(modified from JAMA 272:234-237 (1994), online version at http://www.cche.net/usersguides/prognosis.asp, which includes explanation)

Are the results of the study valid?

Primary Questions: (If the answer to any of these is "no", one probably should stop reading this paper and go to the next.)

  • Was there a representative and well-defined sample of patients at a similar point in the course of the disease when follow-up began? Was this point well described?
  • Was follow-up sufficiently long and complete for the outcomes of interest? Would those lost to follow-up markedly change the conclusions if their outcomes were all good or all bad?

Secondary Questions: (If the answer to any of these is "no", one should retain some skepticism.)

  • Were the outcome criteria reasonably objective and unbiased? Were subjective outcomes well described and were they assessed by blinded observers?
  • Was there adjustment for known important prognostic factors, such as age and co-morbidity?

What are the results?

  • How large is the likelihood of the outcome event(s) in a specified period of time?
  • How precise (confidence interval widths) are the estimates of outcome likelihood?

Will the results help me in caring for my patients?

  • Were the clinical characteristics of the study patients well described? If so, are they similar to my own patients?
  • Will the results lead directly to selecting or avoiding therapy?
  • Are the results useful for reassuring or counseling clients in making decisions?

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Using an OVERVIEW (from the Evidence-Based Medicine Series):

(modified from JAMA 272:1367-1371(1994), on-line version at http://www.cche.net/usersguides/overview.asp, which includes explanation )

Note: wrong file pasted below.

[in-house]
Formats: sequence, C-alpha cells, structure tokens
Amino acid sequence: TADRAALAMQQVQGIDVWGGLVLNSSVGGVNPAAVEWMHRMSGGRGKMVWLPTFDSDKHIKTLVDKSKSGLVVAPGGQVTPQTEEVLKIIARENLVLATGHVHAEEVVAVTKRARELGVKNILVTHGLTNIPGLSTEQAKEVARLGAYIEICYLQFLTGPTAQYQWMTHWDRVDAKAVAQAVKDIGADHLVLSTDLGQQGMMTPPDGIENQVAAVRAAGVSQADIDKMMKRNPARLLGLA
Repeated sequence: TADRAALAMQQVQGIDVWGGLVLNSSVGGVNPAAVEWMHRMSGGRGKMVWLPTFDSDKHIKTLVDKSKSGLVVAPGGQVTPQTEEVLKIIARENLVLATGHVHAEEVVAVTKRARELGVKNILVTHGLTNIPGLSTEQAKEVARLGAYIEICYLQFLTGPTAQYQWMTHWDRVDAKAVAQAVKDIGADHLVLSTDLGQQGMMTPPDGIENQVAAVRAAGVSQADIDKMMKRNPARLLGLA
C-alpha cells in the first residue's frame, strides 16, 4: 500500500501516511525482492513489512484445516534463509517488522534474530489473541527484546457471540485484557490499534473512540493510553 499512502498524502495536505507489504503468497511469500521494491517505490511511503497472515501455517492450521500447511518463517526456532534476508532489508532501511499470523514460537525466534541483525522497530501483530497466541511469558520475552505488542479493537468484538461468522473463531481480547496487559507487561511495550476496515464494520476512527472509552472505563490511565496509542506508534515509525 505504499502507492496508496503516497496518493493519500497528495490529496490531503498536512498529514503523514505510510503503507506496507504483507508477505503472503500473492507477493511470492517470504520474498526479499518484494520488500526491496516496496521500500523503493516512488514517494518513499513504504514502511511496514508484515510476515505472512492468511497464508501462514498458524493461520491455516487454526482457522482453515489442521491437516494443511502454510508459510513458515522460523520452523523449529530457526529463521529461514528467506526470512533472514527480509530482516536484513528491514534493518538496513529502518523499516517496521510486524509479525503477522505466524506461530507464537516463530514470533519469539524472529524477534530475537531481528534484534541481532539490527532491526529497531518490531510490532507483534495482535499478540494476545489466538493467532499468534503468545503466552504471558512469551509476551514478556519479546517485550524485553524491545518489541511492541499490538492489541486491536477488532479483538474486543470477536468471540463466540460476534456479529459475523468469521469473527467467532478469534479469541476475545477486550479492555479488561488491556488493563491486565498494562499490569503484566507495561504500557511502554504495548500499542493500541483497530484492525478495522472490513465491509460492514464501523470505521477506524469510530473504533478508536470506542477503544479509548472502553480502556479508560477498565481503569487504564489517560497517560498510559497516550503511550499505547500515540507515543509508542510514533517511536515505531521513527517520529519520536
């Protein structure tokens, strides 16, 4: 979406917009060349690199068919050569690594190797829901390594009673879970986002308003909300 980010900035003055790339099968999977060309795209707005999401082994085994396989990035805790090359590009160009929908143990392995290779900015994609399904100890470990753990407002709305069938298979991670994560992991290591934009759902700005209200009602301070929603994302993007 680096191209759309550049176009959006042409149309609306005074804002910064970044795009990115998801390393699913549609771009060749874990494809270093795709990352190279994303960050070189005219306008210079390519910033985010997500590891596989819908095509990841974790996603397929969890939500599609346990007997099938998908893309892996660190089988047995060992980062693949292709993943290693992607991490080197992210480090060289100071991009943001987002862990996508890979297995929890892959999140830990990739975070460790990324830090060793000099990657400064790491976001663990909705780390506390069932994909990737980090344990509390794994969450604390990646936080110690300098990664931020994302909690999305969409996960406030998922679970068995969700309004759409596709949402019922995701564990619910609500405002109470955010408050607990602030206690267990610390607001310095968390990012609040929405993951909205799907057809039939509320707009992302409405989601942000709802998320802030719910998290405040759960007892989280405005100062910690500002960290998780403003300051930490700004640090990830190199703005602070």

Are the results of the study valid?

Primary Questions: (If the answer to any of these is "no", one probably should stop reading this paper and go to the next.)

  • Did the overview address a focused clinical question?
  • Were the criteria used to select articles for inclusion stated? Were they appropriate?

Secondary Questions: (If the answer to any of these is "no", one should retain some skepticism.)

  • Is it unlikely that important relevant studies were missed? Is the search strategy given?
  • Was the validity of the included studies appraised? If so, are the criteria stated? How many studies failed the criteria and why?
  • Were the assessments of study validity reproducible? Was the assessment done by more than one person?
  • Were the study results similar from study to study? If not, why not? Are the studies too dissimilar for their results to be combined?

What are the results?

  • What are the overall results of the overview?
  • How precise were the results?

Will the results help me in caring for my patients?

  • Can the results be applied to my patient care?
  • Were all clinically important outcomes considered?
  • Are the benefits worth the harms and costs?

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Using a CLINICAL PRACTICE GUIDELINE

(Based on the on-line version at http://www.cche.net/usersguides/guideline.asp , which includes explanation )

Are the results of the overview valid?

Primary Questions: (If the answer to any of these is "no", one probably should stop reading this paper and go to the next.)

  • Are all clinically important options and outcomes clearly specified?
  • Was the process used to identify, select and combine evidence explicit? Were the procedures for evaluating evidence from the primary literature appropriate?

Secondary Questions: (If the answer to any of these is "no", one should retain some skepticism.)

  • Was an explicit and reasonable process used to compare the alternatives?
  • Are important recent advances accounted for? Are relevant pending studies that may change the guide noted?
  • Was the guideline peer reviewed? Has it been tested in the clinical setting?

What are the results?

  • Are practical, clinically important recommendations made?
  • How strong are the recommendations
    • A level - Based on randomized controlled trials that have homogeneous results
    • B level - Based on randomized controlled trials but that have heterogeneous results
    • C level - Based on observational studies
  • Is the  uncertainty associated with the evidence on which the guidelines are based clearly stated? What is its impact??

Will the results help me in caring for my patients?

  • Can the results be applied to my patient care?
  • Are the primary objectives of the guideline consistent with your clinical objectives?